Chapter Summation -- Regardless of the nature of an organization, there are still dangers from tolerance and openness. These dangers have little to do with control or inefficiency, but instead, may cause inadvertent stress within the entire organization.

Definitions/Terms -- immune systems, parasitic organizations, resistance, intolerance

Integration of Knowledge -- It is the balance and resolution of control and freedom that will typically be solved when using a knowledge based approach to management. The more problems and conflicts rise to higher levels, the more inefficient those levels become. If issues cannot be solved appropriately at the level necessary, the idea of trust and openness goes by the wayside, and upper management then believes it must tighten control.

Evaluation of Presentation -- Dissent is not a bad thing within an organization; one must just learn how to integrate it with other styles. It was really the old style of management in a manufacturing economy that caused a rather sophisticated system of continued suppression of dissent. Shooting the messenger sends a signal company wide -- management cannot tolerate hearing bad news; this then engenders a culture of dishonesty and hiding of information, the death knell of the modern, sophisticated corporation.

Question -- What is necessary to implement a continual training process that will allow a company to project and prepare for worst case scenarios?

Chapter Title -- Power -- Nobody Should Have Too Much

Chapter Summation -- Part of engendering a learning organization is the knowledge and comfortability of sharing power. Gone are the days of hierarchical and autocratic management; that focuses way too much power and authority in the hands of individuals who may not be the best to make certain decisions. Instead, knowledge management and the sharing of information provide a way for the team to place the most appropriate person within the guise of making that particular decision.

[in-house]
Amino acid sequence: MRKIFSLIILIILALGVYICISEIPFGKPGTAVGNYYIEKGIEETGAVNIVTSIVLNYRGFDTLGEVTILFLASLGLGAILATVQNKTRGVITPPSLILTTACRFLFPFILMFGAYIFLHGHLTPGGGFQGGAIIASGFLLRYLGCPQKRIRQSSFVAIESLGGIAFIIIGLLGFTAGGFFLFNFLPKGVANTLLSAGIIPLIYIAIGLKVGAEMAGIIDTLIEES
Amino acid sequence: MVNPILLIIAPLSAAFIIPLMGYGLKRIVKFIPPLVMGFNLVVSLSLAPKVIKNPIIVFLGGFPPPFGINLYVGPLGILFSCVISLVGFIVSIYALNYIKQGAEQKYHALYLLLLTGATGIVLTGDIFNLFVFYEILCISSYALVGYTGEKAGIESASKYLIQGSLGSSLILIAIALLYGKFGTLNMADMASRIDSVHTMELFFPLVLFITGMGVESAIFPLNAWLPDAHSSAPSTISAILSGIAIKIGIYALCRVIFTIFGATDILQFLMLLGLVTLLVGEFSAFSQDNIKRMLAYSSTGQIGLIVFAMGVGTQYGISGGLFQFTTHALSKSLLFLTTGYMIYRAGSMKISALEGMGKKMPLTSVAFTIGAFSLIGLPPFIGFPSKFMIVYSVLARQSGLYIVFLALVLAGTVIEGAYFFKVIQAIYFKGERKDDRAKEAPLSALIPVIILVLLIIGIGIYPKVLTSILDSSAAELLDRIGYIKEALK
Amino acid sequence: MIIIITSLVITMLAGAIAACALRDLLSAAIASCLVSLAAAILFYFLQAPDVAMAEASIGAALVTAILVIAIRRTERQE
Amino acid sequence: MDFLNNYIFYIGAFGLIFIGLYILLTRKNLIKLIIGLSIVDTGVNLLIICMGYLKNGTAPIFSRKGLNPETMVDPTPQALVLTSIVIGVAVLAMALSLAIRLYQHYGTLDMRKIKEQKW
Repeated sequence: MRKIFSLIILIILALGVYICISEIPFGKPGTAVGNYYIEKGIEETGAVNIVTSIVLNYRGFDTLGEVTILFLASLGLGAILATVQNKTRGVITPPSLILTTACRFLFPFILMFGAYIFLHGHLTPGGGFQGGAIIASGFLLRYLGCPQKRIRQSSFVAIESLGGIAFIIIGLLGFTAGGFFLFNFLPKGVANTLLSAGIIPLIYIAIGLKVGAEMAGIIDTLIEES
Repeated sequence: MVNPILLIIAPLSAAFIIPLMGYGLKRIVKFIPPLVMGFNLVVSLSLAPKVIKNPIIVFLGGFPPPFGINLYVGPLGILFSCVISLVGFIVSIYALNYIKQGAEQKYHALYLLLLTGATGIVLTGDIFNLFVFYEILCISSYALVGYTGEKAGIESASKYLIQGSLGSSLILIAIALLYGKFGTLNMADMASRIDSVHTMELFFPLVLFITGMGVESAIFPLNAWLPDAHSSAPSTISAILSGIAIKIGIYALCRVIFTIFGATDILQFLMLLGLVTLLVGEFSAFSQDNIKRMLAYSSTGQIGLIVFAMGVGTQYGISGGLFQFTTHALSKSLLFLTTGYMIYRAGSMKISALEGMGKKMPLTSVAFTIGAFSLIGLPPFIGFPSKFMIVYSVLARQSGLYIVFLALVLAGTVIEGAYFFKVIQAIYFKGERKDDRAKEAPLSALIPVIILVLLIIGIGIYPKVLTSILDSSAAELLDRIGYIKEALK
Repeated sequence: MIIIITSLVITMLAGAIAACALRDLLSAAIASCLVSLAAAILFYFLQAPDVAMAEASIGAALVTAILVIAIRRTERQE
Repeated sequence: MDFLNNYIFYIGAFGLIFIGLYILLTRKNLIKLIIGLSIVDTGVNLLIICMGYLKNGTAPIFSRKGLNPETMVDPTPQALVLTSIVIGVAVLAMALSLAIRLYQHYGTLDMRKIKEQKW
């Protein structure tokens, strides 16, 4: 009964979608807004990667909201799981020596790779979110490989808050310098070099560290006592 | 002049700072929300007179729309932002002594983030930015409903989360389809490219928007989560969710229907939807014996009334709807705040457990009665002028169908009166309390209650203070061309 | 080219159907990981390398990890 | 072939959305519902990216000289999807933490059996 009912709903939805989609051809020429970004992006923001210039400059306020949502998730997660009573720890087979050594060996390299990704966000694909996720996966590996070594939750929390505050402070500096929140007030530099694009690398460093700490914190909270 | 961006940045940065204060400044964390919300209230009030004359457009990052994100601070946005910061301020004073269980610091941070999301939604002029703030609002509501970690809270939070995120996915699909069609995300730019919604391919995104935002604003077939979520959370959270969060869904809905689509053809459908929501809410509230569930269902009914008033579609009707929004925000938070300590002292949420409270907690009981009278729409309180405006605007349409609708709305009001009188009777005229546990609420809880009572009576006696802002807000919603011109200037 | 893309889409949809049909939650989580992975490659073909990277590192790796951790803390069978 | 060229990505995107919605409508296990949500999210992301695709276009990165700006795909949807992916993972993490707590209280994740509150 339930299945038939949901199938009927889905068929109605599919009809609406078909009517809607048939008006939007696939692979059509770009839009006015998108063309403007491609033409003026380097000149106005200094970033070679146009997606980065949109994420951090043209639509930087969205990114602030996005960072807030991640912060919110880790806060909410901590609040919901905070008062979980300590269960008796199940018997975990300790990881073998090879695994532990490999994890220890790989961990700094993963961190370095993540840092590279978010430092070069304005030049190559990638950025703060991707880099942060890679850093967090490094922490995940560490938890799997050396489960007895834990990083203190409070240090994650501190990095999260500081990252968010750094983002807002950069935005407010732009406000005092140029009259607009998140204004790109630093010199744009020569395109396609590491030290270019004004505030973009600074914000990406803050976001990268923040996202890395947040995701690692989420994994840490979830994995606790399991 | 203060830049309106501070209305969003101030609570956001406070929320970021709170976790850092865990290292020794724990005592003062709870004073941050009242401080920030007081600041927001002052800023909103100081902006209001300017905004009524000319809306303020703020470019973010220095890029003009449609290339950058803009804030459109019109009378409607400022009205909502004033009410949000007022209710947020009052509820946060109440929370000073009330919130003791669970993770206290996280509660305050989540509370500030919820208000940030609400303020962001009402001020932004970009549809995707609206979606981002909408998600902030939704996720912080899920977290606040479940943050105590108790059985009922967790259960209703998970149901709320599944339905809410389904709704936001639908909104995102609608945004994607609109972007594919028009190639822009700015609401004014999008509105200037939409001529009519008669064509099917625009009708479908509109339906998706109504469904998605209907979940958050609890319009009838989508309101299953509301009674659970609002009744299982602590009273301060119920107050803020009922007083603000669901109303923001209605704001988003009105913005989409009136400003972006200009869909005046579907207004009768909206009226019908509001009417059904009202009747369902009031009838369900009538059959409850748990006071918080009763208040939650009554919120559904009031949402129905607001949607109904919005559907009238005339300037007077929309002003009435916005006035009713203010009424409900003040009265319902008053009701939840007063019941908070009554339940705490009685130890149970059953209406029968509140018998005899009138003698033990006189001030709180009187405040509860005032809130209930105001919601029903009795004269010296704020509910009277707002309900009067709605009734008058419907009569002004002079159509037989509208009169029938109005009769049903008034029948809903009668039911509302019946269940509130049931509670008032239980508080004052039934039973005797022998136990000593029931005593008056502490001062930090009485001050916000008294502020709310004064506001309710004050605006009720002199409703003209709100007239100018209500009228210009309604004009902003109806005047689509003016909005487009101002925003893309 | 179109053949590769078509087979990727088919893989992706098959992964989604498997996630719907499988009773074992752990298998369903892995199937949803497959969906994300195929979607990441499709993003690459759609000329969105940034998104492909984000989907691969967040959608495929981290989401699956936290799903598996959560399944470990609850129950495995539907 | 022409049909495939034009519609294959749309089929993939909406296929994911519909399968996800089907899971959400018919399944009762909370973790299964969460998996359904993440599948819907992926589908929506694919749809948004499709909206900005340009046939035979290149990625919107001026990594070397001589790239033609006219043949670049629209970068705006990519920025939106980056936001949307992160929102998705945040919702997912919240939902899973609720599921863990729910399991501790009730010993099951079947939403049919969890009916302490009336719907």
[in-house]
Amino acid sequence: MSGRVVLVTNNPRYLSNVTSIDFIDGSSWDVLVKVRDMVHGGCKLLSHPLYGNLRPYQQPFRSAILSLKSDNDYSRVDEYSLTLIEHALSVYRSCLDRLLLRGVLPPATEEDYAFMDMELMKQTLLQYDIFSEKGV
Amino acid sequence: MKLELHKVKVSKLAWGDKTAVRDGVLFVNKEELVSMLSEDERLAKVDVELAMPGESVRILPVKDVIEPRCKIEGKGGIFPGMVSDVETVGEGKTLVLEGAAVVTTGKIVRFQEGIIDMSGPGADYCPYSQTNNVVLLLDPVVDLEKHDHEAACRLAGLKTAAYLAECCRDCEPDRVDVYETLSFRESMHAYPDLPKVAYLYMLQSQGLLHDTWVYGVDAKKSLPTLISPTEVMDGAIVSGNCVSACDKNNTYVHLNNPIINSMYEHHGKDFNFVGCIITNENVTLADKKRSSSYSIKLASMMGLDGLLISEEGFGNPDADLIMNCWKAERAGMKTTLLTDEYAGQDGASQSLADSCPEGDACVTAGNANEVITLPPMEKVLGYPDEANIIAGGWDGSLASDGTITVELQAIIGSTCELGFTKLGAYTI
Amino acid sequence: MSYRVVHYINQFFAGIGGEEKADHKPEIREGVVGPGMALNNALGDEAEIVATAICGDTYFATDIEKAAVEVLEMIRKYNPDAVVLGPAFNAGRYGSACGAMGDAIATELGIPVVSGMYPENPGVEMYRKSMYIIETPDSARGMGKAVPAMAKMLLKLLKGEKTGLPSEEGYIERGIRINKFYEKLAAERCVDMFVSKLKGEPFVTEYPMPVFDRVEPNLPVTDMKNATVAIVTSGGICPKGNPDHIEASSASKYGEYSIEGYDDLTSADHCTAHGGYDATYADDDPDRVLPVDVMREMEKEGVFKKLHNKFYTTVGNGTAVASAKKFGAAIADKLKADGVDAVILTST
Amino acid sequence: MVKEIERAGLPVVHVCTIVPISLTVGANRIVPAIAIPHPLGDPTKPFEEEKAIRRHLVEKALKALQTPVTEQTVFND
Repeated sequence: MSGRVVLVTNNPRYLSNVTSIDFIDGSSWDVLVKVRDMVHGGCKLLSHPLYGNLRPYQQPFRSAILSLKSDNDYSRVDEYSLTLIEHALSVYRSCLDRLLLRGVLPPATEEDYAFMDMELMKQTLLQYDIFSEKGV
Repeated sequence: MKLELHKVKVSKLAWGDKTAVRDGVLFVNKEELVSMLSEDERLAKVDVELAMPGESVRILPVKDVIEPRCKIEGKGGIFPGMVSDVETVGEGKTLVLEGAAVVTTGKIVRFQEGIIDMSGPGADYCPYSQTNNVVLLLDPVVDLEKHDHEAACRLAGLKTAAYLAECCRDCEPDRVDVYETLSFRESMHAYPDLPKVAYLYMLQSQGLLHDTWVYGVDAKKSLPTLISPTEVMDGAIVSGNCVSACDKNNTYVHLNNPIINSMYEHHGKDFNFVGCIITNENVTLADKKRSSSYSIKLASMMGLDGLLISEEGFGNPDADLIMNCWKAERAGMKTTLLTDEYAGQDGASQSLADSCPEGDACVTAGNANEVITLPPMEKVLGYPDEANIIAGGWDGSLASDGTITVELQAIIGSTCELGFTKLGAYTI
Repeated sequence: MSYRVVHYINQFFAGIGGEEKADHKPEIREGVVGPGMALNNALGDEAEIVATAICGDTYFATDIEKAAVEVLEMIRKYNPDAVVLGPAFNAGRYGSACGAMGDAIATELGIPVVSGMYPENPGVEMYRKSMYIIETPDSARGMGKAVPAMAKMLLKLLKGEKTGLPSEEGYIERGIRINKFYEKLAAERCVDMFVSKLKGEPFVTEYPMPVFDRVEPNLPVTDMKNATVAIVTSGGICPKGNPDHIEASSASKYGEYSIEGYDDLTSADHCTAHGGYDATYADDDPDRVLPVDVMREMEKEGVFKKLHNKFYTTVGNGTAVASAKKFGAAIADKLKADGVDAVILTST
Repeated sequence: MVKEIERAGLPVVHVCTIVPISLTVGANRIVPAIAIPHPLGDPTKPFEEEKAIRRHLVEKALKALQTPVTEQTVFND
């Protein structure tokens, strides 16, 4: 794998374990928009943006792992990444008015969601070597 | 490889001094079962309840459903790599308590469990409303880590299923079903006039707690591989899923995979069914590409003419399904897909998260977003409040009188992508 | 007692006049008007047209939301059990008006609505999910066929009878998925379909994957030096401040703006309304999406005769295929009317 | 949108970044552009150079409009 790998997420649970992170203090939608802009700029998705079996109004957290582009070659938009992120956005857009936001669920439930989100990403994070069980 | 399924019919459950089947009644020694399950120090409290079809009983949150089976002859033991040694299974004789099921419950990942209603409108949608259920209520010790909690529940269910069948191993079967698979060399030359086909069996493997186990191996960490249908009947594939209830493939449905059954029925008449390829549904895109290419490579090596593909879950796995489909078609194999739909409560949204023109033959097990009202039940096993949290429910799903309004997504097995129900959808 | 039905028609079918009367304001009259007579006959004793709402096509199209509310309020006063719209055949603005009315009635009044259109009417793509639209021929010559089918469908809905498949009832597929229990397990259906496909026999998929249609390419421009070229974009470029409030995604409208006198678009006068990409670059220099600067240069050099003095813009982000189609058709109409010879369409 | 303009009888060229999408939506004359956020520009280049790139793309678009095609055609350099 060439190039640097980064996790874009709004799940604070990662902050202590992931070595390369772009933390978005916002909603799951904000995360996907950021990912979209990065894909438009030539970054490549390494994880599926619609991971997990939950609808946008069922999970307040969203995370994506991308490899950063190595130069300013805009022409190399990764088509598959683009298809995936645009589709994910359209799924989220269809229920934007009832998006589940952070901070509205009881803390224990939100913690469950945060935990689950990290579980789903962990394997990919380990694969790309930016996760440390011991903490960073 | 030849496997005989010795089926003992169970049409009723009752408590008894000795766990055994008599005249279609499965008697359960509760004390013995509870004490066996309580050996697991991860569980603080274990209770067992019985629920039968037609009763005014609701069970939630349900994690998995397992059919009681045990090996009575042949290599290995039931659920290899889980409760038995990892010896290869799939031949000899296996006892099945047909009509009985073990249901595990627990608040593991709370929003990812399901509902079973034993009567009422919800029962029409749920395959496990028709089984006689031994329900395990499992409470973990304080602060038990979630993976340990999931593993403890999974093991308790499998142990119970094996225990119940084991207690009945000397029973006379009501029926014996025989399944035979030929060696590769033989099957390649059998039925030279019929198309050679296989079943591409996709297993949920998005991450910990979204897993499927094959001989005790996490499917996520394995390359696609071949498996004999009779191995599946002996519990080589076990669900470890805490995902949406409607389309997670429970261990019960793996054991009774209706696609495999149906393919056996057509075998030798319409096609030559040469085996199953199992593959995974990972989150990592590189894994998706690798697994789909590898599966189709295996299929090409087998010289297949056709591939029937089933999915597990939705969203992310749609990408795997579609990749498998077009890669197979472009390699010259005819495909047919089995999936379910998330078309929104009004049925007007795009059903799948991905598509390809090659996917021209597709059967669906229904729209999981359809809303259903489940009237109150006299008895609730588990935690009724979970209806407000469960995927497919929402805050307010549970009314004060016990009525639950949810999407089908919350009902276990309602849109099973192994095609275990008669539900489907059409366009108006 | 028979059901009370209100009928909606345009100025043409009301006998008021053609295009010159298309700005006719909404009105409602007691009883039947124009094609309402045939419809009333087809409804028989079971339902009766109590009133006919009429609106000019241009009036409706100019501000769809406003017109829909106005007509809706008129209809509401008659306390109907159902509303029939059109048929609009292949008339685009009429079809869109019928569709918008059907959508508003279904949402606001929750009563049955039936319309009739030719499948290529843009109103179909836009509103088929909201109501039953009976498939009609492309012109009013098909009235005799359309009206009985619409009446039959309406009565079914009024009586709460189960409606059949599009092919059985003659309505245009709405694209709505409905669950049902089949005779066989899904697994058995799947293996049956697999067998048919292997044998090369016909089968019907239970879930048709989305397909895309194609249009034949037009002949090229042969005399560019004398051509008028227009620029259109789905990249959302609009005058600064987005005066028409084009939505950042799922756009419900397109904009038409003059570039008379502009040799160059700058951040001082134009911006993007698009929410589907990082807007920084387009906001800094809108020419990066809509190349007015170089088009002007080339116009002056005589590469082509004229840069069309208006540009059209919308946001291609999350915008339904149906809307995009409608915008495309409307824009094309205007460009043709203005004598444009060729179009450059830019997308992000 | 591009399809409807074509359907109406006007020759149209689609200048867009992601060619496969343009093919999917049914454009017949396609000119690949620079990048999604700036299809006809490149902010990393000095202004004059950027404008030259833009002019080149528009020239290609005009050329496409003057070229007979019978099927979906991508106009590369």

Definitions/Terms -- capital management, decision shortfall, power redistribution, human capital management

Integration of Knowledge -- Relinquishing certain decision making does not relinquish power. For example, in a multinational corporation, the people that have the knowledge to make the best decisions regarding, say a Brazilian agricultural subsidiary, are the managers in Brazil who know the situation intimately. Strategic direction is set by upper management, and it is their job to see that the company is profitable for the following years.

Evaluation of Presentation -- Responsibility to stakeholders includes an approach in which everyone within the organization operates with a similar view and literally personifies the way a true company interested in longevity will act internally and externally.

Question -- What are appropriate checks and balances to power within a learning organization?

Chapter Title -- The Company of the Future

Chapter Summation -- Companies that are living entities, that offer service oriented value to consumers, and that are more holistic in approach can thrive for centuries if they simply focus on character and ethics within their operation.

Definitions/Terms -- sustainability, source of identity, tolerance, investment in appropriate resources

Integration of Knowledge -- Management's role is to learn about the product, the people, and the environment. The effective manager's role is to create the conditions in which all will give their best, therefore extending their organization past others. Thus, the art of managing is really the art of coaching several communities along a shared path. This becomes important in setting the context of the organization.

Evaluation of Presentation -- Statistically, we can judge the survival rate of organizations by the way they manage their resources: people (human knowledge capital), information (knowledge-based facts), money (fiscal responsibility) and their environment (government and clients). Looking at such events, one realizes that to keep the upper levels continually focused on the prize -- which is longevity, policies and procedures, implicitly or explicitly, should allow for upper levels to give advice, but only to assist in decision making. This will both empower and ensure that the best available knowledge is focused upon an issue.

Question -- What is the best way to manage dissenting opinion within an organization that will allow positive, win-win, scenarios to be presented and ideas to be heard at multiple levels? [END OF PREVIEW] . . . READ MORE